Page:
Consumers may feel fallout from flour mill closure

The Pendleton Flour Mill has leased its location in Honolulu Harbor for 50 years, but it was unable to extend its lease beyond the end of this month with its landlord, the state Department of Transportation.

Company president Rick Frederick told KHON2 News that he is “disappointed” that his company was unable to come to a new agreement with state “because the terms of its lease were going to change due to the state’s plan to expand the harbor.” Frederick went on to say that “certain provisions were insurmountable.” A spokesperson for the state said it wanted the company to “take ownership of the grain silos because of liability concerns.”

Edsung Food Service provides flour to local businesses and buys some flour from Pendleton, but most of its finished product comes from other sources including Canada. Company president Chris Yankowski says the closing of the state’s only flour mill has little to do with the price of bread at the market.

“We’re more likely to see a rise in commodities like flour going up as a result of an increase in fuel prices,” said Yankowski. He added that “bakeries as far as folks like Love’s and Orowheat, the guys who carry silos of product, may see a little of an impact.”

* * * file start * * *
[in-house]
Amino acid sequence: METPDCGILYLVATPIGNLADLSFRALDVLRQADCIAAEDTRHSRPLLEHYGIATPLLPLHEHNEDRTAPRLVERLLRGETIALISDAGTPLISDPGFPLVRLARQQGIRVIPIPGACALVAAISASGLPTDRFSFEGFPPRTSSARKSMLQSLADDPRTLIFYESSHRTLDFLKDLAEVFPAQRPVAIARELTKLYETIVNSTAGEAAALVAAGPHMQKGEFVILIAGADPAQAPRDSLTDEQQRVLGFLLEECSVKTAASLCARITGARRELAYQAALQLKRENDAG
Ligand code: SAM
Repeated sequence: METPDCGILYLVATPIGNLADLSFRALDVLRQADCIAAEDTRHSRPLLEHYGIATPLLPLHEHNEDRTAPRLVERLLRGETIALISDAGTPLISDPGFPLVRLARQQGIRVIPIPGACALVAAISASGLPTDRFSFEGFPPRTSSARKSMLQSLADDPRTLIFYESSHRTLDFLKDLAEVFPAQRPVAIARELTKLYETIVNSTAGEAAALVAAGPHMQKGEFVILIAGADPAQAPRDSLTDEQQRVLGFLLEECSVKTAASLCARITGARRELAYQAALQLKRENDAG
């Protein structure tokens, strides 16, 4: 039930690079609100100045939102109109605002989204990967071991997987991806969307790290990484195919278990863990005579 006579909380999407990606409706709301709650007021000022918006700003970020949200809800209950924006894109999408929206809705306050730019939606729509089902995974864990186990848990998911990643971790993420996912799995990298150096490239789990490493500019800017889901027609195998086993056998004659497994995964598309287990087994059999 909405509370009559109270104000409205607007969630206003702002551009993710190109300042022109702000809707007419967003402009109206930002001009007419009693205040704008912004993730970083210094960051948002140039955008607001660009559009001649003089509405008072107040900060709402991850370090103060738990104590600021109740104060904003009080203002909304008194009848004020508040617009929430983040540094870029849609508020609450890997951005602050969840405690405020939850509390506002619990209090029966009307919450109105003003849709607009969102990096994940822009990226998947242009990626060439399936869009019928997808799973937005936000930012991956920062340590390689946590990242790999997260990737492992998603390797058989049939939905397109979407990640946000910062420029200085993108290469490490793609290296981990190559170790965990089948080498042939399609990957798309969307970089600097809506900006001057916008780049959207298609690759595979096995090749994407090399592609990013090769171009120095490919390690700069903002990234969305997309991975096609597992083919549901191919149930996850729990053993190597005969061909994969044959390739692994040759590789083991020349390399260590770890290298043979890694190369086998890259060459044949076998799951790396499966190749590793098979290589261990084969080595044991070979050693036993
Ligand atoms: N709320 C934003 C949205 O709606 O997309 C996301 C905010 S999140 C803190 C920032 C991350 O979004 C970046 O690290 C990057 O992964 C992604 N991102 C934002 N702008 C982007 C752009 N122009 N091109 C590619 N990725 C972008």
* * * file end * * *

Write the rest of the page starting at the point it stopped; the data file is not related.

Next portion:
Shortly after KHON2 broke the story, Love’s Bakery, a major customer of Pendleton Flour Mills, sent a letter to its customers addressing what it referred to as rumors that it would be without flour for freshly baked goods. In that letter, Love’s told the state’s major markets including Foodland, Times, Safeway and Long’s Drugs that it already started plans to bring in milled flour directly from the mainland and does not foresee a disruption in service.

Love’s says it’s premature to say what the cost will be for the change and how it would impact the price of baked goods. “I can assure the customers of Hawaii that Love’s Bakery has been around since 1851 and we will be around for another 200 years,” said Mike Walters, owner, president and CEO of Love’s Bakery.

KHON2 News also spoke to the state’s No. 2 bakery, Hawaii Star, which is based in Waipahu. The company says it buys most of its milled flour from distributors like Edsung. The maker of the state’s only freshly baked English Muffins also said its customers would not feel any impact from the pending closure of the Pendleton Flour Mill.

The state says it hopes someone else will take over the silos from Pendleton.

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Hawaii Star, maker of Hawaii’s only freshly baked English muffins, will not be affected.
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